A few quick-ish and not-so-dirty tips for short stories, fanfictions, and other needs that suit your fancy
The eternal struggle of writers… now that I’ve written it, how do I come up with a title?
I’ve been writing and titling for over a decade, so I’m going to share my tips and tricks for title-coming-up-with.
Disclaimer: I am specifying this guide as for short stories (although this would apply to fanfiction too) because I do not have significant experience in titling novels (or screenplays or poetry or essays). My understanding from reading on the subject is that titling for novels has more pieces in play, such as genre-branding. Additionally, if you go through traditional publishing your much-sweated-over title could be changed along the way from industry and marketing people anyway.
Disclaimer disclaimer: I’m not saying these tips won’t be helpful -- in some measure -- in titling over things. I have used some of these titling methods for library programming, so there’s that.
Tip 1 - The Scan and Rip
Scan over your story and note any interesting word combos or turns of phrase, and rip it right on out of the text for your title.
My stories ‘Another Life,’ ‘Pit-Stop Existence,’ and ‘Castles at Night’ had their titles taken from the text of the story.
The benefit of this is you get to pull off that Hollywood ‘title drop’ in your story, even though the title drop has in fact been reversed engineered.
Another benefit is the title is in your own words, because you wrote it, and is likely to fit the theme and style and feel of your story.
The caveat to this is that it is possible to discover an interesting turn of phrase in your story that just does not work as a title for your story as a whole. Maybe it thematically implies a completely different tone or genre. Maybe it just does not work or mean the same thing out of context.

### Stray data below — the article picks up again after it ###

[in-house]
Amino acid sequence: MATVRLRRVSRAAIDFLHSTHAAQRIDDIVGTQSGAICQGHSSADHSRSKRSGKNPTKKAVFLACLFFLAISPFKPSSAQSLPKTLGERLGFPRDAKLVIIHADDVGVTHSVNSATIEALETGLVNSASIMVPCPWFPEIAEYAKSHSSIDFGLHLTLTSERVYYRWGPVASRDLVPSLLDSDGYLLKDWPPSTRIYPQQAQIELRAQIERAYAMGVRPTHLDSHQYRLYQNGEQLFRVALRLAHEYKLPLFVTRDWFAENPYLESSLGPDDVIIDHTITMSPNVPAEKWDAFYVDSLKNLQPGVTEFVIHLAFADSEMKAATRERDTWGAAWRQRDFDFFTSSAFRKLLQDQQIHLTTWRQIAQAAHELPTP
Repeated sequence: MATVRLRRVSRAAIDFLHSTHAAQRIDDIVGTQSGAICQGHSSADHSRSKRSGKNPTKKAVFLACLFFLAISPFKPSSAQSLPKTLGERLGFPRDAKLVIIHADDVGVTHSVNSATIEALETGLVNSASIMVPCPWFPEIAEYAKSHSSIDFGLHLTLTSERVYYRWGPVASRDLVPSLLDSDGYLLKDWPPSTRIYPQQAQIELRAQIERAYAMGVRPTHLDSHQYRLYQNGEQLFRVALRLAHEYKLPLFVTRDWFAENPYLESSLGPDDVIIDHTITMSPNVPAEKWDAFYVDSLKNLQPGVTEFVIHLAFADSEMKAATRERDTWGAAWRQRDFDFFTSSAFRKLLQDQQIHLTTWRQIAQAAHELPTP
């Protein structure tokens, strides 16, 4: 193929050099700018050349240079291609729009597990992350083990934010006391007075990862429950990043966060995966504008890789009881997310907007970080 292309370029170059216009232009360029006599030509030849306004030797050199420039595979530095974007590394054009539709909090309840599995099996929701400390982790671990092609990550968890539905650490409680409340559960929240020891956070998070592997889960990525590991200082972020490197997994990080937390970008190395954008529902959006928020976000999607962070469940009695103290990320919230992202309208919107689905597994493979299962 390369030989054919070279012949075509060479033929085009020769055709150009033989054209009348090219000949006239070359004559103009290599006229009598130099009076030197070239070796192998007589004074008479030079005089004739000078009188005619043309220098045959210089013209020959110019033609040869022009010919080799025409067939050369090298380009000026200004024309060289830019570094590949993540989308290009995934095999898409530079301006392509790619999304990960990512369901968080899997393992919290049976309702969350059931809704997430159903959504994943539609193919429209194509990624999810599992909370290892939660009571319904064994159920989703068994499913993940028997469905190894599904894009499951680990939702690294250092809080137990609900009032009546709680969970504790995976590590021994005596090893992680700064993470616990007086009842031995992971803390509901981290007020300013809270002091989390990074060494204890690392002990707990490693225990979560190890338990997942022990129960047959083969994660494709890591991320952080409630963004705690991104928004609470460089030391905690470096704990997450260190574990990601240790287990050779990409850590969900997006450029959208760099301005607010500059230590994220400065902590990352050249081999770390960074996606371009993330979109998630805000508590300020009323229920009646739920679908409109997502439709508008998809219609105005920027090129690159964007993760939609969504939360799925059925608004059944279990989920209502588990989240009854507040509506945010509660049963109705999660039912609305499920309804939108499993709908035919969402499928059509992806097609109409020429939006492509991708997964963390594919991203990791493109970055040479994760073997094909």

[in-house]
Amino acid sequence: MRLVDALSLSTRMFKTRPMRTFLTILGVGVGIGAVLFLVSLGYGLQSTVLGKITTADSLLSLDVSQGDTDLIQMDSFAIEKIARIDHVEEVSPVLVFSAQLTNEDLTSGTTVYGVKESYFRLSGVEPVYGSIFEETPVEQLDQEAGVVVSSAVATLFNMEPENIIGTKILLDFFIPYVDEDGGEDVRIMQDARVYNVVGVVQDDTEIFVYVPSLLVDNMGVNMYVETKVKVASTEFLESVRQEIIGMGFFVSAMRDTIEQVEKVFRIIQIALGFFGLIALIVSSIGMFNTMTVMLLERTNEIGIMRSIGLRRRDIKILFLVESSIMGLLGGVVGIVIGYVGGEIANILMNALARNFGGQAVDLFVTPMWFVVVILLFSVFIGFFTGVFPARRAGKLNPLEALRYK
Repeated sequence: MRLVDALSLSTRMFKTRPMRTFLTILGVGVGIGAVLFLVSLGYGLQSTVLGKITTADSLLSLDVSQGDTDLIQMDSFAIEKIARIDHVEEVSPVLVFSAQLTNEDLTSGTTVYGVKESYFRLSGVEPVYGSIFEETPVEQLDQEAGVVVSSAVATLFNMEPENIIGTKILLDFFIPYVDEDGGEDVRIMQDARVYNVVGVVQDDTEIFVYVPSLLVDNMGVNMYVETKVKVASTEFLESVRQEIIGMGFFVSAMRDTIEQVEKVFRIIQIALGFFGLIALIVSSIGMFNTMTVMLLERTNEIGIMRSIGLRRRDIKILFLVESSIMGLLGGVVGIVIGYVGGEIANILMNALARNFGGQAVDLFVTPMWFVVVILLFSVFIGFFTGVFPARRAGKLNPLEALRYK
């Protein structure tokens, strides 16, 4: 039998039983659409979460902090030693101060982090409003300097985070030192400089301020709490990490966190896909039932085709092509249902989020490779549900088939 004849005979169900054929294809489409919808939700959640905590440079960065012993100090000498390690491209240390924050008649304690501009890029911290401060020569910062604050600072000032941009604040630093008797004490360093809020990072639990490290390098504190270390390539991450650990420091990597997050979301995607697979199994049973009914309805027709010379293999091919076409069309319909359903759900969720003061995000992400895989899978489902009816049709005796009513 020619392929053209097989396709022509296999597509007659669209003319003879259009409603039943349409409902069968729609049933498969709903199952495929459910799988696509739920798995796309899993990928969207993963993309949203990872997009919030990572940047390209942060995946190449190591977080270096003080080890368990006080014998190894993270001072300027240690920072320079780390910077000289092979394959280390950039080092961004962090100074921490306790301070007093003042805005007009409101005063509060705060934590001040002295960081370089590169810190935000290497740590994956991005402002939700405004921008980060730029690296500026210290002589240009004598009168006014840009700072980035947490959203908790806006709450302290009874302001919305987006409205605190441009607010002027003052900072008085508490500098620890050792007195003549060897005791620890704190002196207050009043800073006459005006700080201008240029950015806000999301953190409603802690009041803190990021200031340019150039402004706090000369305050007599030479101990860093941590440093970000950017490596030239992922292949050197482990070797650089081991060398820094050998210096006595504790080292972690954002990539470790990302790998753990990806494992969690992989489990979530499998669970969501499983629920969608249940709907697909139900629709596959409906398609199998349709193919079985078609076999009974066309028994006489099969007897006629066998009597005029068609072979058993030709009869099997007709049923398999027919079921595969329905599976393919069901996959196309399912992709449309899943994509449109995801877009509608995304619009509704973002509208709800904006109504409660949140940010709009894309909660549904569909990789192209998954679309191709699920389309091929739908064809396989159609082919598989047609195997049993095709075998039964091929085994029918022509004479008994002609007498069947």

Maybe you can’t find any interesting turns of phrase in your story, and you weep at the genericness of your prose all night. No judgement.
Remember -- interesting word combos or turns of phrase. Not generic ones.
Tip 2 - The Brainstorm Explosion
Ever do brainstorming exercises in elementary or middle school where you were supposed to very quickly just come up with and write down ideas? Yeah, this is the idea here. Brainstorm free writing of potential titles.
Either type (if you type fast) or hand write. I’ve done both with success just depending on what I had available or where I had been working at the moment.
What you need to do is push aside all that perfectionism and anxiety about a getting a good title and just write down every title that comes to mind. Stupid titles. Generic titles. Titles that are already taken but would’ve worked so good if you had just gotten to it first. Variations on titles. Minute variations on titles. Minute like dropped and added articles, plurals, or changed tenses. Just all of the titles.
Man, I think I delete (when typed) or discard (when handwritten) my title brainstorming, so I can’t show you my process. I have not only used this to title short stories, but also to title a new re-ocurring library program I started at my job.